From the end of 1965 through 1967, Fosse rose through the minor leagues, never shedding his “can’t miss” label. He debuted with the big league Tribe in September of 1967, collecting his first and only major league hit of the year. He spent the 1968 season back in Portland, where he starred along with fellow prospect Lou Piniella. 1969 saw Fosse, Duke Sims, Kenny Suarez and holdover Joe Azcue battling for playing time. Just as the season began, however, Azcue was traded to the Boston Red Sox in the deal that brought flashy OF/1B Ken “Hawk” Harrelson to Cleveland. Fosse, wearing number 8, backed up Sims before fracturing his right index finger. That sidelined him for much of the season. (That same injury, to the same finger, would occur at least twice more in Fosse’s career.) In 1970, Sims and Fosse began the season in a platoon. By the end of April, Fosse seized the full-time catcher role. 

In the spring of 1970, the Indians would stumble out of the gate. But first baseman Tony Horton, third baseman Graig Nettles and catcher Ray Fosse flashed the promise of the core of a contender. I found a game, on May 21, in which all three of them played a part in an offensive explosion. Journeyman Bob Miller was the Tribe’s starting pitcher, and he was going up against the Boston Red Sox of Carl Yastrzemski (the 1967 AL Triple Crown winner), Tony Conigliaro, Rico Petrocelli and Reggie Smith. Pitching for Boston was the flaky lefty, and future Cleveland basher, Bill “Spaceman” Lee. 

Top of the 1st: Miller worked out of trouble, as CF Reggie Smith hit a one-out, ground-rule double and LF Yaz walked. RF “Tony C” took a called third strike, before the 3B Petrocelli popped out to Horton at first.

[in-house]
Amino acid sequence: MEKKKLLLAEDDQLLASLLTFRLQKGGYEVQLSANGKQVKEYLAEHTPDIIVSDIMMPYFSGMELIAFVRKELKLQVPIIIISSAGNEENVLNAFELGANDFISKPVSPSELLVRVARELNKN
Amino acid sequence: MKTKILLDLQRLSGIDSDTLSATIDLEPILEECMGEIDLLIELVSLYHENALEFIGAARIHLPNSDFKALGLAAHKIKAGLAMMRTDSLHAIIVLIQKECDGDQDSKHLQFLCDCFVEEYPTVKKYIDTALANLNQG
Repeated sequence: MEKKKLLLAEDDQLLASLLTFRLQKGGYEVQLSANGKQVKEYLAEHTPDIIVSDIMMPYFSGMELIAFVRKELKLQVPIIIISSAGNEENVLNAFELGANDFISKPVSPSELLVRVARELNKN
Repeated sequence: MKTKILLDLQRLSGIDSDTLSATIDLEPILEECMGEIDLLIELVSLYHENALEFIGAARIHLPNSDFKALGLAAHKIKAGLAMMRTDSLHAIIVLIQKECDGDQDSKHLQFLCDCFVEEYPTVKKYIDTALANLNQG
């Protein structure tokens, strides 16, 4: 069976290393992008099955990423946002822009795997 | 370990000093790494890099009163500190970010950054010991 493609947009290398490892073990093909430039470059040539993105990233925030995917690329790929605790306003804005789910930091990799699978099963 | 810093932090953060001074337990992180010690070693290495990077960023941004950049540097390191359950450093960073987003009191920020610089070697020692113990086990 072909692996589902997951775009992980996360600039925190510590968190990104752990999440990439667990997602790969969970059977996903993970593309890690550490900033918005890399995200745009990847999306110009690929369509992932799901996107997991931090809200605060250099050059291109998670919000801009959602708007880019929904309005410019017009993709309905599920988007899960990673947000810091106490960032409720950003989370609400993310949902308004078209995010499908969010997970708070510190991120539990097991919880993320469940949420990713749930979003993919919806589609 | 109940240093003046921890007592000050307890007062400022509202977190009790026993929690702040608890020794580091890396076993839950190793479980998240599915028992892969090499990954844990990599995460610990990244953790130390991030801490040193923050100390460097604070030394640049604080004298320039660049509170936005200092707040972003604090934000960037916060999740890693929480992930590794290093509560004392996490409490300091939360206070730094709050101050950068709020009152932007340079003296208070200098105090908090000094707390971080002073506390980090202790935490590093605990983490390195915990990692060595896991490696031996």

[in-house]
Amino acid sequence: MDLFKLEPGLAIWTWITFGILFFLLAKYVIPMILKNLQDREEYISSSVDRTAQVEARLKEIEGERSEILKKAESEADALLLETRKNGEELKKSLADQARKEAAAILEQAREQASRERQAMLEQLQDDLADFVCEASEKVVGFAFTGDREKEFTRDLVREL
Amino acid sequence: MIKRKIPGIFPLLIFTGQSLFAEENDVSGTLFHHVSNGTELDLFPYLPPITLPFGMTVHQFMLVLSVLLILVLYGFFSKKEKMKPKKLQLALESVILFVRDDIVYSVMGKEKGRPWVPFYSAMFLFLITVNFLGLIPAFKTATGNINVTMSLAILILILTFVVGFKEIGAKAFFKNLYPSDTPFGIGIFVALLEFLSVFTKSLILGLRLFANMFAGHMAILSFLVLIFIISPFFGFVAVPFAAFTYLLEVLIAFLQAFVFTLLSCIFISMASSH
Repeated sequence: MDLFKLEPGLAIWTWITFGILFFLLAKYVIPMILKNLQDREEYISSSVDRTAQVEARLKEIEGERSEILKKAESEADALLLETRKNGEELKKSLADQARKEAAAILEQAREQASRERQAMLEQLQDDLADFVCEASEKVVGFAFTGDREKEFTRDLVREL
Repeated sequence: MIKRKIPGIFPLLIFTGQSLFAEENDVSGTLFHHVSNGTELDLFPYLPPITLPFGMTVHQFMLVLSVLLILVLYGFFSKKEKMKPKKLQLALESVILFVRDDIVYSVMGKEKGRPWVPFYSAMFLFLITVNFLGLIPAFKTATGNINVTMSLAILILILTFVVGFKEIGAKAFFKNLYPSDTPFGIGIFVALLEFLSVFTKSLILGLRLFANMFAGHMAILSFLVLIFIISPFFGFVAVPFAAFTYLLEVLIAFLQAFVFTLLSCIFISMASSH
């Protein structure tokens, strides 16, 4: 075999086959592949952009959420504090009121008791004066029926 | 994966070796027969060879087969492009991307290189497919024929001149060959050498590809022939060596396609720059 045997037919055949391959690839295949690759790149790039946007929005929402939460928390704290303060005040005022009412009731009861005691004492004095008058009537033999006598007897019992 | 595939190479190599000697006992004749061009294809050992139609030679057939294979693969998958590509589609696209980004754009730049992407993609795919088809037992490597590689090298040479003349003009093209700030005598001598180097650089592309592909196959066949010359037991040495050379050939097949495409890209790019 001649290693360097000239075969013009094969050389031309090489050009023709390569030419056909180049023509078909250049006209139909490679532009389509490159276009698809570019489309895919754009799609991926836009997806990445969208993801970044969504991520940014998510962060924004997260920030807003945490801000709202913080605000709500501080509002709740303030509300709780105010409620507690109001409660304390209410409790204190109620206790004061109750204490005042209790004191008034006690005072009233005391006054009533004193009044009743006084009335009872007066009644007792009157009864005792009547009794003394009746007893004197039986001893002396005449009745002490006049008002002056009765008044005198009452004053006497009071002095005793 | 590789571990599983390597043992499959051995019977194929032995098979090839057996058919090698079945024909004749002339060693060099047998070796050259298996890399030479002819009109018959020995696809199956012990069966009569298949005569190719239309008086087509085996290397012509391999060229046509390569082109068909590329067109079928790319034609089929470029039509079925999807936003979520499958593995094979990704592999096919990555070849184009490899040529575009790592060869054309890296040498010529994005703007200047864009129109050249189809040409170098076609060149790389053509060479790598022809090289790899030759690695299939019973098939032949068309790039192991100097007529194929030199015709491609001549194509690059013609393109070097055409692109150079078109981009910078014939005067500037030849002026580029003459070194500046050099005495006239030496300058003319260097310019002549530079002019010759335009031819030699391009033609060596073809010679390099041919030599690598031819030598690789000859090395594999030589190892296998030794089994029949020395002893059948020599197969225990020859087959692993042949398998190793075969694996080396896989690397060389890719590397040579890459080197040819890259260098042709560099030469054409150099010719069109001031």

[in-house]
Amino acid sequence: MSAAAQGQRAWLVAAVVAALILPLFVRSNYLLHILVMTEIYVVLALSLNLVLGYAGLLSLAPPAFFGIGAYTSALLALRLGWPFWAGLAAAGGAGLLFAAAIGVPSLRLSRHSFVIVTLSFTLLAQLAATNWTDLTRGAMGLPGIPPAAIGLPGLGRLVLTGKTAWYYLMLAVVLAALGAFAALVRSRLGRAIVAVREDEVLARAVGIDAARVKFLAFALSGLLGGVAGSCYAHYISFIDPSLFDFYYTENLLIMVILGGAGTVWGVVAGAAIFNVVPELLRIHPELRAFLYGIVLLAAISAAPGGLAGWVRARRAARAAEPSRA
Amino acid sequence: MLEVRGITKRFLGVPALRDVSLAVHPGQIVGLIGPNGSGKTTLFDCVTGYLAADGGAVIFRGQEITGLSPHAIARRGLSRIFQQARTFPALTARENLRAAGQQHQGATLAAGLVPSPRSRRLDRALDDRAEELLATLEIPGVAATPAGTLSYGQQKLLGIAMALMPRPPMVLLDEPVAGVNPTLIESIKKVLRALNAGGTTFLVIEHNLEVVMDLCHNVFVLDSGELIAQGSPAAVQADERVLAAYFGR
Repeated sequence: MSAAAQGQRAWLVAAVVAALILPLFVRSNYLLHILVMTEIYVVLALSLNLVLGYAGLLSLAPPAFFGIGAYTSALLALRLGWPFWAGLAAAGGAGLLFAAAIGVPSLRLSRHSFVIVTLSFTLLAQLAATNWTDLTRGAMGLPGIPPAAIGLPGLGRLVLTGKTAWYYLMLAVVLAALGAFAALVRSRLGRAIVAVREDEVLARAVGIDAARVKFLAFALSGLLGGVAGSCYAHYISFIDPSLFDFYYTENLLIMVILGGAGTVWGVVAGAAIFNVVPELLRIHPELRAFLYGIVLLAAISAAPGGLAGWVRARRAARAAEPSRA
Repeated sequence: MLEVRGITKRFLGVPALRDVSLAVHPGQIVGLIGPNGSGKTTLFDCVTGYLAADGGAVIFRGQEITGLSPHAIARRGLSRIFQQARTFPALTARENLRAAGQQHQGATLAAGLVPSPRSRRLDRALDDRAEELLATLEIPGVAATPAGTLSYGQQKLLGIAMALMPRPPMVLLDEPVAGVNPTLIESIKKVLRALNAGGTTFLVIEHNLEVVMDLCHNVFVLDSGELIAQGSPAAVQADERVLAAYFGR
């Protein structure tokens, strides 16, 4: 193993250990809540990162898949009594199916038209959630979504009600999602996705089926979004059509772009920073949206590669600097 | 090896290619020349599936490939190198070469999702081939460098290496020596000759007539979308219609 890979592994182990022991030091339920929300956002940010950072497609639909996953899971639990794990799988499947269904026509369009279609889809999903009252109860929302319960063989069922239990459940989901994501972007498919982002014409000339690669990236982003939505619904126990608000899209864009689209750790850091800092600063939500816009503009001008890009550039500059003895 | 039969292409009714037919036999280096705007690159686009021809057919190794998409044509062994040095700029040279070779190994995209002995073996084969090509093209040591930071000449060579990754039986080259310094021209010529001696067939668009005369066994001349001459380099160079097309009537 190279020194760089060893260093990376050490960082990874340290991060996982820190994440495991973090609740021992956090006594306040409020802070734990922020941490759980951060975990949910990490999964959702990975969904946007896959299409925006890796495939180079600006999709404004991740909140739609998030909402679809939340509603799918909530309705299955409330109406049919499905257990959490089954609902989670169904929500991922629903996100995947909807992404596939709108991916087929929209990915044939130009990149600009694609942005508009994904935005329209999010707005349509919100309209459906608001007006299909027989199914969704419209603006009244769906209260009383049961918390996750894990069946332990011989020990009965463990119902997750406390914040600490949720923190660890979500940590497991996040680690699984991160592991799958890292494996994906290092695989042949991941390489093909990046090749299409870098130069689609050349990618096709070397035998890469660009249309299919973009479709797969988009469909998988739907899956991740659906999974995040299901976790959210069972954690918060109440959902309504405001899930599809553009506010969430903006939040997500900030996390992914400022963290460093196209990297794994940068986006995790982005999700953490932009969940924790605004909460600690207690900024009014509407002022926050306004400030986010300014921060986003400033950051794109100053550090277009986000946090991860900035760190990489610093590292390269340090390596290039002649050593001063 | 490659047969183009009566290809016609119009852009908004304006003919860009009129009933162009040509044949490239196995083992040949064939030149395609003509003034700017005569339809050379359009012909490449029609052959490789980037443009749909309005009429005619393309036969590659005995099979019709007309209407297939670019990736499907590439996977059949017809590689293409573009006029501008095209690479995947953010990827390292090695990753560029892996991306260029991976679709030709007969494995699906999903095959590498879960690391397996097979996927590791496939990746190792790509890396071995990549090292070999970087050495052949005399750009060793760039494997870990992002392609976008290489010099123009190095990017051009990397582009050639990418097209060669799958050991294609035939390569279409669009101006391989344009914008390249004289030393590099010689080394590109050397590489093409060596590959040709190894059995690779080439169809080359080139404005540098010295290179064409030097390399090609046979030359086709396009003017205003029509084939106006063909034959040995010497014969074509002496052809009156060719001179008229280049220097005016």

ray fosse pinstripe swingBottom of the 1st: Tribe CF Ted Uhlaender and 2B Eddie Leon grounded out to second and to short. Solid veteran RF Vada Pinson singled past short. Horton singled to center, moving Pinson to second. Fosse also singled to center, plating Pinson. After 1, 1-0 Tribe. 

The Red Sox went quietly in the 2nd. In the bottom of the inning, the Indians threatened as SS Jacke Heidemann doubled to right and Miller walked. They were stranded. 

Moving to the 4th, Miller walked Yaz, leading off. Tony C’s single to left put runners on the corners. Miller induced Petrocelli to ground into a double play, with Yaz scoring. 

The Indians could not muster a response in their half of the inning. After 4, 1-1 Tie. 

Fast forward to the bottom of the 5th. Facing the Indians was Vicente Romo, whom had been traded to these Red Sox by the Indians the previous year in the Harrelson deal. (Harrelson was now on the injured list.) 

Romo walked Uhlaender (never a sound move, but especially leading off an inning). Leon bunted to the pitcher, advancing the runner. Romo issued the intentional free pass to Pinson, and then walked Horton. Ray Fosse up. GRAND SLAM! (Fosse may have won some 1970 All Star votes, right here). After Ray Jarvis was brought on to replace Lee, Nettles jacked one out as well. In fact, the Indians score three more runs after that. Ken Brett (Hall of Famer George’s brother) was brought on to retire Pinson for the final out. (Imagine if Leon hadn’t bunted away the first out of the inning. Also, I wonder how often a hitter who sacrifices also hits an RBI double in the same inning- which he did.) After 5, 10-1 Tribe. 

The Tribe’s Dennis Higgins walked Yaz to lead off the 6th, and with two outs, yielded a home run to slugging 1B George Scott. After that, Higgins loaded the bases on two singles and a walk to the pitcher. 

Vince Colbert was called upon to get the last out. Instead, two wild pitches, a single, and a walk later, Indians manager Al Dark lifted him as well. 

On came veteran pitcher Dick Ellsworth (acquired from Boston in that Harrelson deal). He retired Yaz on a liner to right. Middle of 6, 10-6 Tribe. 

Boston tacked on a run in the 8th, but that was pretty much all she wrote. The Cleveland Indians won, 10-7 to win their thirteenth of thirty three games. Ray Fosse finished 2 for 4, with a walk and 2 runs scored. He drove in 5 runs, and his grand slam was his second home run of the season.ray fosse getting clobbered